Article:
Thursday, January 16, 2014

What I Like About Them

It's not entirely accurate to describe the Romantics as a band that never got its proper due. After all, they authored a song that will live for as long as there's consumer brands desperate to appear energetic and fun; and they were all over the place in 1983 behind the huge hit "Talkin in Your Sleep." Plenty of bands out there would do well to be remembered for less.

All the same, there was more to the Romantics than irresistible dance-rockers bludgeoned into oblivion in beer commercials.

The Romantics emerged from Detroit in the late 1970s bringing a lively mix of influences: Hard-rocking Detroit garage staples like vintage Bob Seger and the MC5, and an obvious affection for British Invasion pop of the Animals, the Beatles and the Kinks. They played with energy and style, though the red-leather suits and boofy hairdos would contribute to a sense of their datedness soon enough.

Their 1979 debut album deals one splendid power popper after another, leading off with the frenetic "When I Look In Your Eyes" -- an inside-out version of "What I Like About You" with the benefit of not having been played to death. Energetic rockers "Tell It to Carrie," "Keep in Touch" and "First in Line" roar to life behind the spastic drumming of Jimmy Marinos and simple licks from guitarists Mike Skill and Wally Palmar. Ramshackle delivery was part of the charm: Palmar sung lead of most of their songs with a slight lisp.

The following album NATIONAL BREAKOUT (1980) was nearly as accomplished as the debut but didn't reach the prophecy of its title: Despite candidates like the rockabilly opener "Tomboy," it didn't produce a hit. "What I Like About You" in the meantime was ascending: Its initial release charted as high as #49 in the U.S., but then it flew to #2 in Australia, then slowly crept into rock-radio playlists, and finally went over the top accompanying Budweiser commercials. At some level I think the song's appeal is in its cheerful immediacy: There's probably quite a bit not to like about this girl who really knows how to dance, comes over whenever you call, whispers in your ear, etc., but this isn't about that. Not right now it's not.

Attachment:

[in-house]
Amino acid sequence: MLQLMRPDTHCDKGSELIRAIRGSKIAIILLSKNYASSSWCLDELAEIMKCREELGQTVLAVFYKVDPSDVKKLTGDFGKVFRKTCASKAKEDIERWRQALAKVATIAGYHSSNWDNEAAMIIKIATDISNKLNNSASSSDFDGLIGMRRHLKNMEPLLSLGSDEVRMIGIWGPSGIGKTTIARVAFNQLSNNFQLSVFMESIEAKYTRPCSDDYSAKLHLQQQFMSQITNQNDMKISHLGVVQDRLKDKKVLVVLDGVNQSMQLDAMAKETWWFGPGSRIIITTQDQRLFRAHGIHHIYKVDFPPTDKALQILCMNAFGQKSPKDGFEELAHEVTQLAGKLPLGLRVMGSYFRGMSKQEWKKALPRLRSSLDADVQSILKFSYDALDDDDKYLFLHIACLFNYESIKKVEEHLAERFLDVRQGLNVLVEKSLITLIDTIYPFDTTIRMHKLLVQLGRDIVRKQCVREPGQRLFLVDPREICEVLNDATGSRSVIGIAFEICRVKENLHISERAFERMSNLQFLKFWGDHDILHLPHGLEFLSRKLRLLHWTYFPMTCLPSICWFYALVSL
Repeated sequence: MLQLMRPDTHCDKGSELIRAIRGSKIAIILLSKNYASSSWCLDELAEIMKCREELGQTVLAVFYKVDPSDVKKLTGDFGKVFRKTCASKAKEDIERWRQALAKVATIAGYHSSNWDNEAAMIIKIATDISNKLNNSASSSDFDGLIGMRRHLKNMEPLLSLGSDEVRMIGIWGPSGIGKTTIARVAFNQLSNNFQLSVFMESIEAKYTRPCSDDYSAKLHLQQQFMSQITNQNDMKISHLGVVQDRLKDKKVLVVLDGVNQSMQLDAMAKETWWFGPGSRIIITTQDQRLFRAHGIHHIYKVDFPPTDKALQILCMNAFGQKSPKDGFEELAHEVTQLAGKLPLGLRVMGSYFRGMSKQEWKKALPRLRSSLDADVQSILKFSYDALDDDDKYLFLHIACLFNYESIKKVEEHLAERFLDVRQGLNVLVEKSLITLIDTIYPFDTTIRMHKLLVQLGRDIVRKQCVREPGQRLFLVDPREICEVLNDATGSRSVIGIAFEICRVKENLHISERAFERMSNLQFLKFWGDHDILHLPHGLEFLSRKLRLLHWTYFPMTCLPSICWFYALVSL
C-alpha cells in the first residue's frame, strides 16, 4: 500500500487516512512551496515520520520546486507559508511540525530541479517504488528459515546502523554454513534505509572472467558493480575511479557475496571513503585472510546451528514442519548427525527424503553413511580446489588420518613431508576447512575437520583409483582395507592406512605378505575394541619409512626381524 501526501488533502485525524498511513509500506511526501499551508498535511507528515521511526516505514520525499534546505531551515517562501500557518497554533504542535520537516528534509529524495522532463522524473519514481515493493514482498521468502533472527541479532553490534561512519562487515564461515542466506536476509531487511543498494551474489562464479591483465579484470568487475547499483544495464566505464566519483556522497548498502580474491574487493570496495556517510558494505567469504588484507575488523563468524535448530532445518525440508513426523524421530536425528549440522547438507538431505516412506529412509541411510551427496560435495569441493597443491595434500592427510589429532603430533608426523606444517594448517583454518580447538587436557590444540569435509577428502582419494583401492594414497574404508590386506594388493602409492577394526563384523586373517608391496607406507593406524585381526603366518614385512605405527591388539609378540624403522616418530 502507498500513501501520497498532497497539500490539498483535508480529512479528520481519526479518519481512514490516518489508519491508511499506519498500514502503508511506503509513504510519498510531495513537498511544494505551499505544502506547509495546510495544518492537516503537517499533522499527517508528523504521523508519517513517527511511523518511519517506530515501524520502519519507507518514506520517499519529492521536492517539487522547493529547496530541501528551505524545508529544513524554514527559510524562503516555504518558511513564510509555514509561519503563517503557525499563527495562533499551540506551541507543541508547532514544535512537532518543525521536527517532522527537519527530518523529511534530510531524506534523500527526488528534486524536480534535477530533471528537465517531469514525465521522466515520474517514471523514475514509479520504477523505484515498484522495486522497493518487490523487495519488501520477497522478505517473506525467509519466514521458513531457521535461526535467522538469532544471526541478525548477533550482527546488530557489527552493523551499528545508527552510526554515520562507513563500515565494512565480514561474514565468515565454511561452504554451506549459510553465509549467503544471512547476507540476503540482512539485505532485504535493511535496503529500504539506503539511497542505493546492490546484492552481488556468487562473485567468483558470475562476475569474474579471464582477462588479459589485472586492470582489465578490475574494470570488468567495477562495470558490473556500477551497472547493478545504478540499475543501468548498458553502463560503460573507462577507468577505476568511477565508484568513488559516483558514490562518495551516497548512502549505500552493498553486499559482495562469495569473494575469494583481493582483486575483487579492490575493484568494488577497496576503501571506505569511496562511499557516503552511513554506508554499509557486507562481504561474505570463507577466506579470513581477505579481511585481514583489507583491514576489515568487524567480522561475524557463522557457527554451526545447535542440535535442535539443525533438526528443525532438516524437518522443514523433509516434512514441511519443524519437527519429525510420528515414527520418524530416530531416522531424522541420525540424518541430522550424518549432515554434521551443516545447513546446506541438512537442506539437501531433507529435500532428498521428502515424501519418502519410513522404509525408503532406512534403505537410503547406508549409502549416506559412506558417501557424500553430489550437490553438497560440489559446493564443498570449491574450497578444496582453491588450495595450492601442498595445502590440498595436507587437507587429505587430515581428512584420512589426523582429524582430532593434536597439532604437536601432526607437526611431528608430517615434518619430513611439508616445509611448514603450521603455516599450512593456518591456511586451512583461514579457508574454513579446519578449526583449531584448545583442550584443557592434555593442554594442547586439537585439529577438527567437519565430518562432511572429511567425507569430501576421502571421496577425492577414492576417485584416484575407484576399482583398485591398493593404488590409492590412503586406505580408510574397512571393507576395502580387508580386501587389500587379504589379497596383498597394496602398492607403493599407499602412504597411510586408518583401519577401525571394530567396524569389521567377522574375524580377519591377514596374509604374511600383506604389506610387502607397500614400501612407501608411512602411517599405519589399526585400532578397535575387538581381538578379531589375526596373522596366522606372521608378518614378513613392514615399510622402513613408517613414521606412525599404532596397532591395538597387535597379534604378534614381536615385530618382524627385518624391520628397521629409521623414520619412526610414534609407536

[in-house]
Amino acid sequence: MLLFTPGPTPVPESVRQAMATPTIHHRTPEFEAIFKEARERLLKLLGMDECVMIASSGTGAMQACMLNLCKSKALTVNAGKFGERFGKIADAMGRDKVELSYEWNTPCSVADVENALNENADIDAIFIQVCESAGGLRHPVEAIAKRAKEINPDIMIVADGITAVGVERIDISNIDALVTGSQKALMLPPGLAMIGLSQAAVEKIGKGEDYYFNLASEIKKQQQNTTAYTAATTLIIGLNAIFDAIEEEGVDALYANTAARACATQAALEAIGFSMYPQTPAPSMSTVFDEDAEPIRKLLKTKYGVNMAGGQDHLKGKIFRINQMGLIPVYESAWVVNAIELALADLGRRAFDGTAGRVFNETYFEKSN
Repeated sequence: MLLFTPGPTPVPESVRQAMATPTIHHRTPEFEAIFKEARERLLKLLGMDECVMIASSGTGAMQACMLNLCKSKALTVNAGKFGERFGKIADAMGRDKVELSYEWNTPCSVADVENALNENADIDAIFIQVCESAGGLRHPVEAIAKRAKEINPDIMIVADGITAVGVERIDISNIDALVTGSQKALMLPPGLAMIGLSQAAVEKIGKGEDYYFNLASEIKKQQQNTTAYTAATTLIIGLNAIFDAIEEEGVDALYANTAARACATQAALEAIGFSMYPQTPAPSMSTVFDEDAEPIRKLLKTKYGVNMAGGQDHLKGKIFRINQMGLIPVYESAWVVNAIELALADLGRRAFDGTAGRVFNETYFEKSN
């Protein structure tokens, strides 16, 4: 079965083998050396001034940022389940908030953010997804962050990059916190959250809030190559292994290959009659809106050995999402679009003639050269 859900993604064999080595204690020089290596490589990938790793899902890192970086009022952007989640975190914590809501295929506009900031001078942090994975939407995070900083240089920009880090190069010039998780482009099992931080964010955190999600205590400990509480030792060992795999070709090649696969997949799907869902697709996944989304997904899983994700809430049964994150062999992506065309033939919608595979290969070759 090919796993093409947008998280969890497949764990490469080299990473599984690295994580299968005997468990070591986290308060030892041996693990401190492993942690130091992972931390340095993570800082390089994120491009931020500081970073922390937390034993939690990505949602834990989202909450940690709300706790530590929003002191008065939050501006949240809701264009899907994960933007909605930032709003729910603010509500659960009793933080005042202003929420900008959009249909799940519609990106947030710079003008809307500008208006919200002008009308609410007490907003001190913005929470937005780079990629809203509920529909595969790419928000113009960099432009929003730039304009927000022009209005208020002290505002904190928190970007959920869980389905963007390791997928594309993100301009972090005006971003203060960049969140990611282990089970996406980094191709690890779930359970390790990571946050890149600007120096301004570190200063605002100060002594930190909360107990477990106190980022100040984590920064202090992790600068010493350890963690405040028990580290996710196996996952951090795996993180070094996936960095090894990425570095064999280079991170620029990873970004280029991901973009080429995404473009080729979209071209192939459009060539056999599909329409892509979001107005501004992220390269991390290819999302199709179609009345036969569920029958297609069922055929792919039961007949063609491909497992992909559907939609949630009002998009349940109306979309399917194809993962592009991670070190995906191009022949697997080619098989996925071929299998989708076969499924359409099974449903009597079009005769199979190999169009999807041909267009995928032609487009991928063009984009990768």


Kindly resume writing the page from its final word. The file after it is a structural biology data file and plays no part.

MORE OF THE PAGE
New guitarist Coz Cansler brings a louder, harder edge to STRICTLY PERSONAL (1981), the Romantics' third album which sounds more Proto Hair Metal than Retro British Invasion. Slightly toned down and slicker, IN HEAT (1983) would be their biggest seller, producing radio/MTV hits like "Talkin in Your Sleep" and "One in a Million" along with more underexposed rockers like "Rock You Up" and a sizzling cover of Richard and the Young Lions' "Open Up Your Door."

Personnel and management issues would eventually consume the Romantics. Mike Skill departed for PERSONAL but returned as a bass player for IN HEAT. But they were never quite the same after Marinos departed following IN HEAT (the Internet suggests he had a solo/frontman career in mind but it never took off). For the Romantics it was as if Keith Moon died: The 1985 album RHYTHM ROMANCE flopped commercially and critically. Years of lawsuits followed, some chasing down revenues lost to widespread and unauthorized licensing of "What I Like About You" (according to Wikipedia the song was used to promote Budwesier, Barbie Dolls, the Los Angeles Dodgers, Papa John's, Esurance, Disney, Sea World, Toyota and T.G.I. Fridays, among others. No wonder we're all sick of it). But it wasn't their only accomplishment, if you wanna love them some more.

No comments:

Post a Comment